When asked about the quality of life in their local community, most residents are very satisfied (36%) or somewhat satisfied (44%), and 19 percent are dissatisfied. Upper-income residents (53%) are far more likely to be very satisfied than those who are middle (33%) and lower (26%) income.


Californians generally give good or excellent ratings to their local grocery stores and restaurants (86%), parks and playgrounds (79%), police protection (78%), medical and health care services (72%), public schools (59%), and roads and sidewalks (54%). Across parties, regions, and demographic groups each service gets a positive rating from about half or more residents.

Among the services residents were asked to rate, local roads and sidewalks get the lowest rating: 46 percent say they are not so good or poor. A third (33%) say local schools are not so good or poor. Blacks (43%) are much more likely than other racial and ethnic groups to express this view about schools.

When Californians are read a list of specific problems, unemployment is by far the biggest concern, with 59 percent calling it a big problem in their community. Far fewer see other issues as big problems: violence and street crime (23%); air pollution and other environment pollutants (23%); lack of places to safely walk, bike, and exercise (13%); and lack of grocery stores and restaurants with healthy food choices (10%). Again, the response to these questions varies widely: Blacks (41%) and Latinos (36%) are far more likely than whites (16%) and Asians (12%) to say violence is a big problem in their community. Strong majorities across regions and most demographic groups say that a lack of grocery stores and restaurants that offer healthy food choices is not much of a problem, but blacks are divided, with 49 percent saying it is a big problem or somewhat of one, and 47 percent saying it is not a problem.

What specific factors contribute a lot to the overall health of people in their communities? Most say good jobs (60%), good public schools (55%) and safe options for walking, biking and getting exercise (54%). Half say safety from violence and street crime and healthy food choices in local grocery stores and restaurants (50% each).

Californians recognize that not all communities are equal. Eight in 10 think lower-income areas of their region have far more (58%) or slightly more (22%) violence and street crime than other areas in their region. Californians also feel lower-income areas in their regions have less access to quality health care (60%); fewer local grocery stores and restaurants offering healthy choices (55%); fewer parks, playgrounds and places to safely walk, bike, and exercise (60%); and worse public schools (59%).


At a time when the state is considering shifting some revenue and responsibility for services to the local level, how do Californians view the performance of their local governments? Half of adults say their city or local government is doing an excellent (7%) or good (44%) job solving local problems, 30 percent say their city’s performance is not so good, and 10 percent say it is poor. Majorities say their local government is not doing enough to increase job opportunities (68%) or to improve the quality of public schools in their communities (53%).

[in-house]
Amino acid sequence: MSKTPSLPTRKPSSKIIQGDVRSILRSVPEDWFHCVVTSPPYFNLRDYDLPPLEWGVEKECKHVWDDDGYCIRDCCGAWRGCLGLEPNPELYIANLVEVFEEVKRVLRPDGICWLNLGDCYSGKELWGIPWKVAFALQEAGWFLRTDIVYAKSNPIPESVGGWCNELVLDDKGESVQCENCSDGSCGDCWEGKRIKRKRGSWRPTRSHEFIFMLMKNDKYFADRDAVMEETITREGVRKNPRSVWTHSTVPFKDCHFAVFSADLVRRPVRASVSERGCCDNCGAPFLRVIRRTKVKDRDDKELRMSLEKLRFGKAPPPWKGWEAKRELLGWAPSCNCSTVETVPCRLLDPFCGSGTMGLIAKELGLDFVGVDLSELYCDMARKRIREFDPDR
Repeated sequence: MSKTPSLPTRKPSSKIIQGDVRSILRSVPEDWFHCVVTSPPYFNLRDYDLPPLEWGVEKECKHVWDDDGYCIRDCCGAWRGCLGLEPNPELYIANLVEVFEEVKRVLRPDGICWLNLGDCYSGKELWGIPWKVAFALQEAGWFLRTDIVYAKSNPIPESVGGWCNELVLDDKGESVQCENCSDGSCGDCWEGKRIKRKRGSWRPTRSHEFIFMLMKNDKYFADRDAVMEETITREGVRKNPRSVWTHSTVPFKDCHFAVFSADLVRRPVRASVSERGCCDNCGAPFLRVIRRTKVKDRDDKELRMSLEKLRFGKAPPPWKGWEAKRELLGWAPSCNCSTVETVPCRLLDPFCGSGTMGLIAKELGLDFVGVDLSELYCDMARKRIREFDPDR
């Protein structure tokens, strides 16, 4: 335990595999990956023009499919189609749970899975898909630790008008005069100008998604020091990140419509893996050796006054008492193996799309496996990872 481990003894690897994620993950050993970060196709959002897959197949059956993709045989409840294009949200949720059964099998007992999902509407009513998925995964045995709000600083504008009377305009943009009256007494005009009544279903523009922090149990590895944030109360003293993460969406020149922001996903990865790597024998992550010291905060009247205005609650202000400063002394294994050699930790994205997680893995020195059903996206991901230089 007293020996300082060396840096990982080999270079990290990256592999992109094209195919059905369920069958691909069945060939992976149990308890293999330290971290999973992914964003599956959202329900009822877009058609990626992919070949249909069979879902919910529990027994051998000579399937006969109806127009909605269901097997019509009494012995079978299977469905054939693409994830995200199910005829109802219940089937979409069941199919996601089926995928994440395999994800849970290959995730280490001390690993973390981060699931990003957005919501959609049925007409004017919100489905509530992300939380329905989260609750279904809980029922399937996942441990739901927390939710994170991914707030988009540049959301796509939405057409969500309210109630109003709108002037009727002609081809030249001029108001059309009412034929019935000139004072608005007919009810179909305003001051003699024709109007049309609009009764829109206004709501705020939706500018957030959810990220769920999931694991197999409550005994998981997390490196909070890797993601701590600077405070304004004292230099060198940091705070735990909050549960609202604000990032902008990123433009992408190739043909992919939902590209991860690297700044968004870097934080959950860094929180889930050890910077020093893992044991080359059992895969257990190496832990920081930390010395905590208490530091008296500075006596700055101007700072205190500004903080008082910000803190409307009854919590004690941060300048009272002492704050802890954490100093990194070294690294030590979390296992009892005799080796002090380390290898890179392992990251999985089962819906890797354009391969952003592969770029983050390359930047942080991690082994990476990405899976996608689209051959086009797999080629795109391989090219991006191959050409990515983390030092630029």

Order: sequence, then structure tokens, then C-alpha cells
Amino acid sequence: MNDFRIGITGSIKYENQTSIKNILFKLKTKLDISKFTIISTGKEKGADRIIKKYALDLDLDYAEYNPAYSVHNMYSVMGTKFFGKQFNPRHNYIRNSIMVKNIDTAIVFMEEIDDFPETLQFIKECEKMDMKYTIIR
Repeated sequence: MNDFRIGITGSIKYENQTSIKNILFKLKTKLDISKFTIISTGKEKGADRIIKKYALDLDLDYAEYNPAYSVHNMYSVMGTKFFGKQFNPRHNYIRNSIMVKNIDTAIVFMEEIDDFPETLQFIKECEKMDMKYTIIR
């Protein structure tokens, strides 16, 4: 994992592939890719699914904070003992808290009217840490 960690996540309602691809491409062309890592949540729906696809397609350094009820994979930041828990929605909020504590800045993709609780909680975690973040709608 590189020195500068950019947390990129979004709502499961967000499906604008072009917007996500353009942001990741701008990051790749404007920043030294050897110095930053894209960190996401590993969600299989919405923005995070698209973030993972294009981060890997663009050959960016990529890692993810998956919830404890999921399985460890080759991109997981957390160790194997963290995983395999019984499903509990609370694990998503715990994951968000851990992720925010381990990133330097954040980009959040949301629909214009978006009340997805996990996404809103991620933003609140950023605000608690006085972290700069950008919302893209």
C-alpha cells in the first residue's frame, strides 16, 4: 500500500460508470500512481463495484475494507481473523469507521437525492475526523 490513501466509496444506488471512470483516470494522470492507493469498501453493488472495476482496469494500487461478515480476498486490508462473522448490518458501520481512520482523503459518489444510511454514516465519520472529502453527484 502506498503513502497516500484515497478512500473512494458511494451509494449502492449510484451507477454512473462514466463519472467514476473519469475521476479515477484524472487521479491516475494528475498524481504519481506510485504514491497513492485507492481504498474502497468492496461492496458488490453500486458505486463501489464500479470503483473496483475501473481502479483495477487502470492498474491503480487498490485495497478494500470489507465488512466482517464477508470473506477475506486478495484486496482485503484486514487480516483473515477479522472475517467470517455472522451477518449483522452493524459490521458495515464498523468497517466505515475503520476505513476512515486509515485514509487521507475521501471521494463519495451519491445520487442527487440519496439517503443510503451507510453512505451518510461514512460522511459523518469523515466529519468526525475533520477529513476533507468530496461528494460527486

• Brown job approval dips—page 7
    Governor Jerry Brown’s job approval rating among California adults is at 34 percent, down from 41 percent in the PPIC survey conducted earlier in January. Today, more are unsure (49%) how to rate his job performance (39% earlier in January). The legislature’s approval rating is similar (24% approve today, 26% earlier in January).
  • Half say communities play positive role in health—page 17
    Half of Californians say conditions in their community are having a very positive effect (19%) or somewhat positive effect (30%) on their overall health. Far fewer see a somewhat negative (10%) or very negative 4%) effect, and 34 percent say conditions in their communities have no effect on their health.
  • Nearly half want to lose weight—page 24
    Asked about their own weight, 48 percent say they want to lose weight (51% women, 45% men), 45 percent want to stay at their current weight, and only 6 percent want to gain weight.


The PPIC Statewide Survey has provided policymakers, the media, and the general public with objective, advocacy-free information on the perceptions, opinions, and public policy preferences of California residents since 1998. This survey is supported with funding from The California Endowment as part of a grant to study healthy communities. Findings are based on a telephone survey of 2,504 California adult residents interviewed on landlines and cell phones from January 18–February 1, 2011. Interviews were conducted in English, Spanish, Chinese (Mandarin or Cantonese), Vietnamese, and Korean, according to respondents’ preferences. The sampling error, taking design effects from weighting into consideration, is ±2.9 percent for all adults, ±3.2 percent for the 1,627 registered voters, and ±3.6 percent for the 1,196 likely voters. For more information on methodology, see page 27.

Mark Baldassare is president and CEO of PPIC, where he holds the Arjay and Frances Fearing Miller Chair in Public Policy. He is founder of the PPIC Statewide Survey, which he has directed since 1998.

PPIC is dedicated to informing and improving public policy in California through independent, objective, nonpartisan research on major economic, social, and political issues. The institute was established in 1994 with an endowment from William R. Hewlett. As a private operating foundation, PPIC does not take or support positions on any ballot measure or on any local, state, or federal legislation, nor does it endorse, support, or oppose any political parties or candidates for public office.